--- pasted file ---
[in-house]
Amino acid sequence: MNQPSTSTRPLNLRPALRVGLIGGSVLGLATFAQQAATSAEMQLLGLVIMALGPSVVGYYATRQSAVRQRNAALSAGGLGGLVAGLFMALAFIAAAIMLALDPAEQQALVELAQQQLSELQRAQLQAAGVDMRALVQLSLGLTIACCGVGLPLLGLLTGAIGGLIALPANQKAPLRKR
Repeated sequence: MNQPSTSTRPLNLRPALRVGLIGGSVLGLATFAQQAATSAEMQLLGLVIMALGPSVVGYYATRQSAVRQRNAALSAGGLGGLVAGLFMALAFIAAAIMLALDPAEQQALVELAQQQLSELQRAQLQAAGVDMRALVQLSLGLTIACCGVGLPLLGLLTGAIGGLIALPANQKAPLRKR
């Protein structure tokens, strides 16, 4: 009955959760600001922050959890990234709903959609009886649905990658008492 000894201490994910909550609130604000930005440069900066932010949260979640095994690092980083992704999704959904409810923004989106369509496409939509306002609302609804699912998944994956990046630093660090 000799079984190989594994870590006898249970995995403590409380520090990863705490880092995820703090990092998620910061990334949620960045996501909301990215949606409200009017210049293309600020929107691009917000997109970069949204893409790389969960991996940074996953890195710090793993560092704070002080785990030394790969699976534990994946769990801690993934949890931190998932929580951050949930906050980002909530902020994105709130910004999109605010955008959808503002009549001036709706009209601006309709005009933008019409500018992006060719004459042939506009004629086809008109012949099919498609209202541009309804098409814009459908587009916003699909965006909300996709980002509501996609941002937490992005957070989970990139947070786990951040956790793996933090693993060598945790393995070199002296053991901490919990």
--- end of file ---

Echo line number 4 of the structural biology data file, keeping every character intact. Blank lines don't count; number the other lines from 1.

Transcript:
């Protein structure tokens, strides 16, 4: 009955959760600001922050959890990234709903959609009886649905990658008492 000894201490994910909550609130604000930005440069900066932010949260979640095994690092980083992704999704959904409810923004989106369509496409939509306002609302609804699912998944994956990046630093660090 000799079984190989594994870590006898249970995995403590409380520090990863705490880092995820703090990092998620910061990334949620960045996501909301990215949606409200009017210049293309600020929107691009917000997109970069949204893409790389969960991996940074996953890195710090793993560092704070002080785990030394790969699976534990994946769990801690993934949890931190998932929580951050949930906050980002909530902020994105709130910004999109605010955008959808503002009549001036709706009209601006309709005009933008019409500018992006060719004459042939506009004629086809008109012949099919498609209202541009309804098409814009459908587009916003699909965006909300996709980002509501996609941002937490992005957070989970990139947070786990951040956790793996933090693993060598945790393995070199002296053991901490919990």